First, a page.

Capping tax relief? Say what!?
The government is proposing to impose a cap on tax relief for charitable contributions. It says that large donors are using the unlimited relief as a way of avoiding taxes. Opponents of the cap say that it will discourage large donors from making contributions and hurt charity. The debate on the proposal has really taken center stage in the media in the last few weeks and shows no sign of abating – there will even be a special Radio 4 broadcast devoted to a discussion of tax relief and charities. And now the government says it won’t do anything about imposing a cap until consultation has taken place.
I don’t know who the government is planning to consult, but the proposed cap falls flat on economic grounds: it is a plan that targets all donors, not just those that may be avoiders; it is not based on clear evidence about the effects of the policy or about avoidance in the first place; and the administrative plan for implementing the policy seems non-existent.
Where is the evidence that some large donors are using charitable contributions as a way of avoiding tax? How big is the problem? Who are these people? If there is avoidance, which part of Gift Aid is relevant – tax relief for capital gains on gifts of property to charity, what? Government is pretty silent on this, but the answers are important. How can any policy be evaluated if we don’t know about the costs and benefits of the problem and its fix?
Well, let’s forget about that – the duck is in the air and we shouldn’t concern ourselves with its takeoff. Suppose avoidance is taking place and it really is a big problem. Then tell us which element of the tax relief system is more vulnerable to being used as a channel to avoid taxes: is it the deduction from tax for cash contributions made by higher rate self assessed taxpayers? or is the avoidance more likely to happen on the relief given for capital gains (very generous)? As all first year economics students know, sound economic policy requires that tax instruments are targeted directly to the problem at hand. Using a generic cap on tax relief to charitable contributions in order to fix tax avoidance is, metaphorically speaking, rather like spraying a room full of people with machine gun fire in hopes of killing a fly on the wall, hardly a rational and efficient way of killing the fly especially when a fly swatter would do the job quite nicely and it wouldn’t kill all the people in the room. It is a bit astonishing that the people formulating public policy in this country seem to have missed that very important point.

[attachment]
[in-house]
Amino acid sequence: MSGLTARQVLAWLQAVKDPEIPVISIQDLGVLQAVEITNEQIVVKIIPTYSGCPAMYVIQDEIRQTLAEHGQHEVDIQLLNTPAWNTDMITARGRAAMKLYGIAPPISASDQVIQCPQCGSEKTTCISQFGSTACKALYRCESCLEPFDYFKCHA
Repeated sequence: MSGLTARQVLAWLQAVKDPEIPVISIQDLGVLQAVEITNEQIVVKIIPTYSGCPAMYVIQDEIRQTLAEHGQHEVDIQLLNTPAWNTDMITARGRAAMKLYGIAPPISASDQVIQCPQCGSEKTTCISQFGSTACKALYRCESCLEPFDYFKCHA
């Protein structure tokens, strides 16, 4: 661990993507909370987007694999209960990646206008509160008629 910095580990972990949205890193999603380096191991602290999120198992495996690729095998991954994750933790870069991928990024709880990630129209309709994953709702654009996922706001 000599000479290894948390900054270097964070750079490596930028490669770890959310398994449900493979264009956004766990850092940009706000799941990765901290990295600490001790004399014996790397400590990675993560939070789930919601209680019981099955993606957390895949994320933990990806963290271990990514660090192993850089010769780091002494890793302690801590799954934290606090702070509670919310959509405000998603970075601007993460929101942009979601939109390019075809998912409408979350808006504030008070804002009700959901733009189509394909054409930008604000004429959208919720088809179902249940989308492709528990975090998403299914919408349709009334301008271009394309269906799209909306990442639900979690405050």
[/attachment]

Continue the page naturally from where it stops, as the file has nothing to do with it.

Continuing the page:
Let’s even forget about the lack of targeting. Tell me about the evidence about the effects of the proposed policy. Why should we care about the evidence? Because the policy is designed to improve government finances: increasing revenue and reducing spend on public services. But will it? It all depends on how donors react. Maybe they will react by cutting donations and/or by reducing the amount of taxable income that they earn. Possible? Likely? We will have no idea without some evidence. However, if that happens, donations would fall (which would mean more government spending on public services might be needed) and so might government revenue. I think everyone would agree that implementing a policy that generates such self-inflicted wounds is a bit bonkers.
But we don’t know if there will be self-inflicted wounds such as these. Is there any evidence at all? Hmm … well, maybe there is but nobody in government has told us what it is. Absent some statement to the contrary, it seems that the proposal has been formulated without any evidence – theoretical or empirical – about its possible effects on avoidance and/or donations. In fact, the best available evidence can found in this report, written by myself and my coauthor. There, a very small number of large donors were asked hypothetical questions about how changes in tax relief on donations might change their giving behaviour (some said it would change their behaviour, some said it wouldn’t) and about whether tax relief mattered in their decisions (some said it did and some said it didn’t). This kind of evidence is useful as a starting point, but it is only indicative and not predictive and so should not be used to underpin an ad hoc policy affecting a sector of the economy that receives about £6 billion pounds per year from more than 50% of the population.
Let’s forget the lack of evidence about tax avoidance, the fact that the proposed cap would not only target avoiders but rather all donors, and the fact that there is no evidence base underpinning the possible effects of the policy. Suppose the proposed cap is actually implemented. What then? How would it be administered? I have no idea, and it appears the government doesn’t either since I have not heard a comprehensive statement about it.
So what to make of all of the fuss? I’m afraid that from where I sit the proposed cap on tax relief for charitable contributions does not make a lot of economic sense: it is not a remedy targeted to the problem of tax avoidance; it is not underpinned by theoretical or empirical evidence that would allow us to make a prediction about its effects; and, if it gets that far, I suspect it will be an administrative nightmare to implement. I would really like to have been the proverbial fly-on-the-wall when the good folks at HMRC or the Treasury came up with the plan, although I might have died, either from laughing at the lack of logic or from the spray of bullets.